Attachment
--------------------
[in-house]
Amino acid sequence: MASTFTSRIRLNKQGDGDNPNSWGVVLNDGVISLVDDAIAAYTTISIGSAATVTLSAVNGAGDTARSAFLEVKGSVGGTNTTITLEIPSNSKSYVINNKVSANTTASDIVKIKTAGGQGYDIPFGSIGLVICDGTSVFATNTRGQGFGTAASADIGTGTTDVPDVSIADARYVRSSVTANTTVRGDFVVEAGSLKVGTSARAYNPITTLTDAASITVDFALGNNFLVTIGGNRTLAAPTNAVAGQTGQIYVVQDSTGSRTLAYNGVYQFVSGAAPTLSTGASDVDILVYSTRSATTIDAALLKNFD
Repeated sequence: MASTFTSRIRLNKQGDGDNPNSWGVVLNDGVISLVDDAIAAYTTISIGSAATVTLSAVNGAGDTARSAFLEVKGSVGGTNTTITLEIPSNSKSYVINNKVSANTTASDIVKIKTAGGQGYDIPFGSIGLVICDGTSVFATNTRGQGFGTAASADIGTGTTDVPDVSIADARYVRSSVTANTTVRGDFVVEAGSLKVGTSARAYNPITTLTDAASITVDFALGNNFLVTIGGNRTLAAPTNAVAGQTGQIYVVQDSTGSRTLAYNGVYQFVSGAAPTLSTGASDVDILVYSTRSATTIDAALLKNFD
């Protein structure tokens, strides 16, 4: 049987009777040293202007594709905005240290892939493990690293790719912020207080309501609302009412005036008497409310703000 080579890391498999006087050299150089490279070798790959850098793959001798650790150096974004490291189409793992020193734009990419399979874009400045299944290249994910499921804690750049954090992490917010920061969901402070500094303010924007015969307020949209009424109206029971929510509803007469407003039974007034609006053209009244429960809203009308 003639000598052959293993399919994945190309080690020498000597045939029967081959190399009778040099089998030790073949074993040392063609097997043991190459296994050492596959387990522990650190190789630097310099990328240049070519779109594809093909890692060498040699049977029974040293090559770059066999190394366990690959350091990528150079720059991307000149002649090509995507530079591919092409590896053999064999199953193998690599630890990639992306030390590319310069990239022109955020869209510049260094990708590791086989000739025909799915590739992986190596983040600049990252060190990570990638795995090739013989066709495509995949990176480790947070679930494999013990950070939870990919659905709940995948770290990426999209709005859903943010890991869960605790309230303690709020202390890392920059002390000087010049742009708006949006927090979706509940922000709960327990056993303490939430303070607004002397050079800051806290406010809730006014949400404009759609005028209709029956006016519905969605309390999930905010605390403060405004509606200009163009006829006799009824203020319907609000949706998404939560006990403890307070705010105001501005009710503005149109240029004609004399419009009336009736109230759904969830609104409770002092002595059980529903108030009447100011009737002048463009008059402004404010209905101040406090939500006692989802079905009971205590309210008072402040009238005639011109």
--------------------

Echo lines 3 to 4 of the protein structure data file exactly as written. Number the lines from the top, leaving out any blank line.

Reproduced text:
Repeated sequence: MASTFTSRIRLNKQGDGDNPNSWGVVLNDGVISLVDDAIAAYTTISIGSAATVTLSAVNGAGDTARSAFLEVKGSVGGTNTTITLEIPSNSKSYVINNKVSANTTASDIVKIKTAGGQGYDIPFGSIGLVICDGTSVFATNTRGQGFGTAASADIGTGTTDVPDVSIADARYVRSSVTANTTVRGDFVVEAGSLKVGTSARAYNPITTLTDAASITVDFALGNNFLVTIGGNRTLAAPTNAVAGQTGQIYVVQDSTGSRTLAYNGVYQFVSGAAPTLSTGASDVDILVYSTRSATTIDAALLKNFD
């Protein structure tokens, strides 16, 4: 049987009777040293202007594709905005240290892939493990690293790719912020207080309501609302009412005036008497409310703000 080579890391498999006087050299150089490279070798790959850098793959001798650790150096974004490291189409793992020193734009990419399979874009400045299944290249994910499921804690750049954090992490917010920061969901402070500094303010924007015969307020949209009424109206029971929510509803007469407003039974007034609006053209009244429960809203009308 003639000598052959293993399919994945190309080690020498000597045939029967081959190399009778040099089998030790073949074993040392063609097997043991190459296994050492596959387990522990650190190789630097310099990328240049070519779109594809093909890692060498040699049977029974040293090559770059066999190394366990690959350091990528150079720059991307000149002649090509995507530079591919092409590896053999064999199953193998690599630890990639992306030390590319310069990239022109955020869209510049260094990708590791086989000739025909799915590739992986190596983040600049990252060190990570990638795995090739013989066709495509995949990176480790947070679930494999013990950070939870990919659905709940995948770290990426999209709005859903943010890991869960605790309230303690709020202390890392920059002390000087010049742009708006949006927090979706509940922000709960327990056993303490939430303070607004002397050079800051806290406010809730006014949400404009759609005028209709029956006016519905969605309390999930905010605390403060405004509606200009163009006829006799009824203020319907609000949706998404939560006990403890307070705010105001501005009710503005149109240029004609004399419009009336009736109230759904969830609104409770002092002595059980529903108030009447100011009737002048463009008059402004404010209905101040406090939500006692989802079905009971205590309210008072402040009238005639011109």